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The plantation of Newbury was founded as a town in 1635 and is located in the northeastern part of Essex County. Pawtucket Indians hunted and captured seasonal runs before settlers appeared.
As the town grew fishing - weaving - tanning and shoe making as well as small scale ship building became important industries. Farmers would raise cattle and sheep so by 1791 there were over 3000 cattle on the town lands. Around that time the town began to produce woolen goods made from the first American-made wool machines that also included snuff and chaises and slate.
The competition from England's woolen mills decreased the emphasis on woolens which led to the production of cotton fabric and was the beginning of a cooperage which is a machine made nail factory and scythe mill.
In 1844 James Steam Mills was began and in 1850 the railroads were in town, by 1845 45000 pairs of shoes were made. Soon the economy would swing back into agriculture and by the end of the 19th century there was a large shift into dairying. By 1905 instead of shoes there were 450000 gallons of milk were produced and poultry and eggs became a significant business.
Visit Spencer-Peirce-Little Farm for a mid-winter open house to celebrate the official purchase of the town of Newbury on January 13, 1701. As part of this community-wide event, tour the 1690 manor house, enjoy hot cider and donuts for sale in the visitor center, and then walk to the nearby town-sponsored bonfire. Please call 978-462-2634 for more information.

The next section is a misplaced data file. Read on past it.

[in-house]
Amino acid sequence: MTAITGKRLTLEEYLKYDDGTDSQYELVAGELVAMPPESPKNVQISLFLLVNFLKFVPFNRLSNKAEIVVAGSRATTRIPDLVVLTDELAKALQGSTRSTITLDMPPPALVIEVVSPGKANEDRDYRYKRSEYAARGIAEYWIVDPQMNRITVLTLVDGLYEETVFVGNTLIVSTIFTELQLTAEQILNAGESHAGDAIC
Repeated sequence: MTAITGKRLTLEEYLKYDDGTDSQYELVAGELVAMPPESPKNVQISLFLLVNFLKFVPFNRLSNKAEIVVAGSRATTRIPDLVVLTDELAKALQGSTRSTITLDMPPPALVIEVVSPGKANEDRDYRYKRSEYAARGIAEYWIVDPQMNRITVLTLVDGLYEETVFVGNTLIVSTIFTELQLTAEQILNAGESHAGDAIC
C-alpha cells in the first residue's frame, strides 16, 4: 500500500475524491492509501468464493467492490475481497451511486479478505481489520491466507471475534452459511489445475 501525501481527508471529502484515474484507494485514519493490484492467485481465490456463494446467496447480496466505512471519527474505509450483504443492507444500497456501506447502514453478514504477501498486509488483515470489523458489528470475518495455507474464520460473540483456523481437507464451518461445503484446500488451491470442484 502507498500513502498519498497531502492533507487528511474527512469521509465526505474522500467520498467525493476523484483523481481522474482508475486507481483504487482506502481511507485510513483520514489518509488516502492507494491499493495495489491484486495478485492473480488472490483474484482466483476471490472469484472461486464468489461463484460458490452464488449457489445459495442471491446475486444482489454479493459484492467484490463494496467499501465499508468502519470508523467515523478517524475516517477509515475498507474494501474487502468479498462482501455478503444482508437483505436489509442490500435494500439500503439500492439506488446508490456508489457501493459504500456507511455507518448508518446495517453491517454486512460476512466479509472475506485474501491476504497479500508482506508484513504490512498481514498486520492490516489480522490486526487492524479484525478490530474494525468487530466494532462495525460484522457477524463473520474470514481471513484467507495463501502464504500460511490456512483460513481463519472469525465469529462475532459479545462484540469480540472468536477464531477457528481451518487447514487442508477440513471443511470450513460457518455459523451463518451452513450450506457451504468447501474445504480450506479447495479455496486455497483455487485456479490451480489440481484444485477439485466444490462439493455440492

When: Jan 10, 2015 12 AM in Newbury, Massachusetts (Sat, 10 Jan 2015 00 )
To celebrate the 60th Anniversary of The Boston Camerata, our Christmas program features music from our very own tradition. From the early years of the American republic, and from a wide range of early tune books and manuscripts, a generous selection of carols, New England anthems, Southern folk hymns and religious ballads for the season.
When: Dec 18, 2014 8 PM in Newbury, Massachusetts (Thu, 18 Dec 2014 20 )
$60 Historic New England and Historic Deerfield members, $75 nonmembers, $50 Historic Homeowner members and students (with valid ID)
Dendrochronology, or the practice of scientifically dating timber structures, intrigues many owners of old houses. At this weekend workshop, get an introduction to this fascinating area of building conservation. Learn what dendro is, how it works, what it can and can't tell us, and how dendro dating impacts preservation decisions in historic houses. Experts William Flynt of Historic Deerfield, architectural historian Anne Grady, and Newport Restoration Foundation Director Pieter Roos discuss the use of dendrochronology, what it has revealed about New England architecture, current research, and how you can access testing. Afternoon tours of the manor house at Spencer-Peirce-Little Farm and nearby Swett-Ilsley House give a first-hand look at tested sites.
Box lunch is included. Registration is required. Historic Deerfield members must call to register. Please call 617-994-6644 for more information. Purchase tickets now
When: Apr 18, 2015 9 AM in Newbury, Massachusetts (Sat, 18 Apr 2015 09 )
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